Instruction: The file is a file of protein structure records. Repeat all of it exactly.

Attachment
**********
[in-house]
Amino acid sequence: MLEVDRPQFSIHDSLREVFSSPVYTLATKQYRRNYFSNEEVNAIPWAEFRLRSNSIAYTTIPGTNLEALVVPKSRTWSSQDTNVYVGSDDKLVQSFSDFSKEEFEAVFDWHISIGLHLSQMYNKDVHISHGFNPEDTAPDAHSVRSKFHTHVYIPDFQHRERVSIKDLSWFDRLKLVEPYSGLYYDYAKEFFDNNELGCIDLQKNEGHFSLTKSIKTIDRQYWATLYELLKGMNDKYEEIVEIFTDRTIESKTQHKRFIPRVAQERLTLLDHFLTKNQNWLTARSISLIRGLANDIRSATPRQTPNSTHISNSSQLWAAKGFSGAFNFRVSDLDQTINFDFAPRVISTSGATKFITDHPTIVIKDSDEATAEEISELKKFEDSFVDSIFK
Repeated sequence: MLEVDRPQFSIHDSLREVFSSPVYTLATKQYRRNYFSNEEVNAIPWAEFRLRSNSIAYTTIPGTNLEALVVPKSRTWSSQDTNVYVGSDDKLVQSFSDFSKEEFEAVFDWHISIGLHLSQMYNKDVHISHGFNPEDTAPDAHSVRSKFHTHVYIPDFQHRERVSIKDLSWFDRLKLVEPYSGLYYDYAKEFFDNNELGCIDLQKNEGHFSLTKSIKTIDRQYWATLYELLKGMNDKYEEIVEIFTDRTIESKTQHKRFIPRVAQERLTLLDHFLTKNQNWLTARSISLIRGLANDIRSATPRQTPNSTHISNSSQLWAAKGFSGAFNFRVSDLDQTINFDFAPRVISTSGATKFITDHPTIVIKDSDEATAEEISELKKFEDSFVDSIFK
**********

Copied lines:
[in-house]
Amino acid sequence: MLEVDRPQFSIHDSLREVFSSPVYTLATKQYRRNYFSNEEVNAIPWAEFRLRSNSIAYTTIPGTNLEALVVPKSRTWSSQDTNVYVGSDDKLVQSFSDFSKEEFEAVFDWHISIGLHLSQMYNKDVHISHGFNPEDTAPDAHSVRSKFHTHVYIPDFQHRERVSIKDLSWFDRLKLVEPYSGLYYDYAKEFFDNNELGCIDLQKNEGHFSLTKSIKTIDRQYWATLYELLKGMNDKYEEIVEIFTDRTIESKTQHKRFIPRVAQERLTLLDHFLTKNQNWLTARSISLIRGLANDIRSATPRQTPNSTHISNSSQLWAAKGFSGAFNFRVSDLDQTINFDFAPRVISTSGATKFITDHPTIVIKDSDEATAEEISELKKFEDSFVDSIFK
Repeated sequence: MLEVDRPQFSIHDSLREVFSSPVYTLATKQYRRNYFSNEEVNAIPWAEFRLRSNSIAYTTIPGTNLEALVVPKSRTWSSQDTNVYVGSDDKLVQSFSDFSKEEFEAVFDWHISIGLHLSQMYNKDVHISHGFNPEDTAPDAHSVRSKFHTHVYIPDFQHRERVSIKDLSWFDRLKLVEPYSGLYYDYAKEFFDNNELGCIDLQKNEGHFSLTKSIKTIDRQYWATLYELLKGMNDKYEEIVEIFTDRTIESKTQHKRFIPRVAQERLTLLDHFLTKNQNWLTARSISLIRGLANDIRSATPRQTPNSTHISNSSQLWAAKGFSGAFNFRVSDLDQTINFDFAPRVISTSGATKFITDHPTIVIKDSDEATAEEISELKKFEDSFVDSIFK